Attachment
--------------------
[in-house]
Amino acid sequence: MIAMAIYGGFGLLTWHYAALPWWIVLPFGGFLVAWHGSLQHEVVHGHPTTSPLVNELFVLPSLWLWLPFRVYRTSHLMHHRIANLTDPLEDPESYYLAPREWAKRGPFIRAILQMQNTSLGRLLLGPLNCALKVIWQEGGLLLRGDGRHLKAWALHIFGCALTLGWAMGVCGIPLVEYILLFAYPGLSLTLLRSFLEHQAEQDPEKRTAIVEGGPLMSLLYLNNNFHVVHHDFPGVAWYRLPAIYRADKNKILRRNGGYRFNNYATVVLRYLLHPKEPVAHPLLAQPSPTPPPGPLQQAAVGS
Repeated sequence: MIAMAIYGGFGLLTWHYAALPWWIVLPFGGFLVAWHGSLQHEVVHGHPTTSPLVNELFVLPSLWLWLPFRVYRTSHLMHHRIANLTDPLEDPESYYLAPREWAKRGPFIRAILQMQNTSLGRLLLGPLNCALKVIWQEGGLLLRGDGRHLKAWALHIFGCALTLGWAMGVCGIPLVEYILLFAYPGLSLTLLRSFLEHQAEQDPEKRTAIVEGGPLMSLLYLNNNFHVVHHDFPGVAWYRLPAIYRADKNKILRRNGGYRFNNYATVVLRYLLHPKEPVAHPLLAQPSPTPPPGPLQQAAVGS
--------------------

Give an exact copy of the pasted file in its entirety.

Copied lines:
[in-house]
Amino acid sequence: MIAMAIYGGFGLLTWHYAALPWWIVLPFGGFLVAWHGSLQHEVVHGHPTTSPLVNELFVLPSLWLWLPFRVYRTSHLMHHRIANLTDPLEDPESYYLAPREWAKRGPFIRAILQMQNTSLGRLLLGPLNCALKVIWQEGGLLLRGDGRHLKAWALHIFGCALTLGWAMGVCGIPLVEYILLFAYPGLSLTLLRSFLEHQAEQDPEKRTAIVEGGPLMSLLYLNNNFHVVHHDFPGVAWYRLPAIYRADKNKILRRNGGYRFNNYATVVLRYLLHPKEPVAHPLLAQPSPTPPPGPLQQAAVGS
Repeated sequence: MIAMAIYGGFGLLTWHYAALPWWIVLPFGGFLVAWHGSLQHEVVHGHPTTSPLVNELFVLPSLWLWLPFRVYRTSHLMHHRIANLTDPLEDPESYYLAPREWAKRGPFIRAILQMQNTSLGRLLLGPLNCALKVIWQEGGLLLRGDGRHLKAWALHIFGCALTLGWAMGVCGIPLVEYILLFAYPGLSLTLLRSFLEHQAEQDPEKRTAIVEGGPLMSLLYLNNNFHVVHHDFPGVAWYRLPAIYRADKNKILRRNGGYRFNNYATVVLRYLLHPKEPVAHPLLAQPSPTPPPGPLQQAAVGS